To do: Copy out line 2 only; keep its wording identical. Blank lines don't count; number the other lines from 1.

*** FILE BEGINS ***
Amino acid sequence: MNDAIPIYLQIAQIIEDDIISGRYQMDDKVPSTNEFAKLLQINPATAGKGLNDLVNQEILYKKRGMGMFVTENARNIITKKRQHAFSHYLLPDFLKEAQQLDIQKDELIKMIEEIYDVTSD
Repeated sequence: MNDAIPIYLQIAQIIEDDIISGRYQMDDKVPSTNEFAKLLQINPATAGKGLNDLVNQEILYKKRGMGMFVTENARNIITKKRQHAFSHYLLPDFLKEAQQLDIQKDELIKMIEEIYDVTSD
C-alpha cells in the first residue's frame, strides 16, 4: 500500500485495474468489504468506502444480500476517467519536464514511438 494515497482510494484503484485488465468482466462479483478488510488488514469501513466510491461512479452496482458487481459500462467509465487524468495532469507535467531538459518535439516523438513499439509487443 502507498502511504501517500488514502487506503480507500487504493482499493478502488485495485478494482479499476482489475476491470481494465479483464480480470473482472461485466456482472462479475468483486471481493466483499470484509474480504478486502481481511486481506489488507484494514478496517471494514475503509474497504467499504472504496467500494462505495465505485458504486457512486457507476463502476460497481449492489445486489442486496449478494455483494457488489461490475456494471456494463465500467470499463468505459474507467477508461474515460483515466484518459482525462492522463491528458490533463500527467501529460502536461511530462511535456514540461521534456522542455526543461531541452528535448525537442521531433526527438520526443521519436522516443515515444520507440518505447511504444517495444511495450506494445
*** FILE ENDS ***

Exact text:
Repeated sequence: MNDAIPIYLQIAQIIEDDIISGRYQMDDKVPSTNEFAKLLQINPATAGKGLNDLVNQEILYKKRGMGMFVTENARNIITKKRQHAFSHYLLPDFLKEAQQLDIQKDELIKMIEEIYDVTSD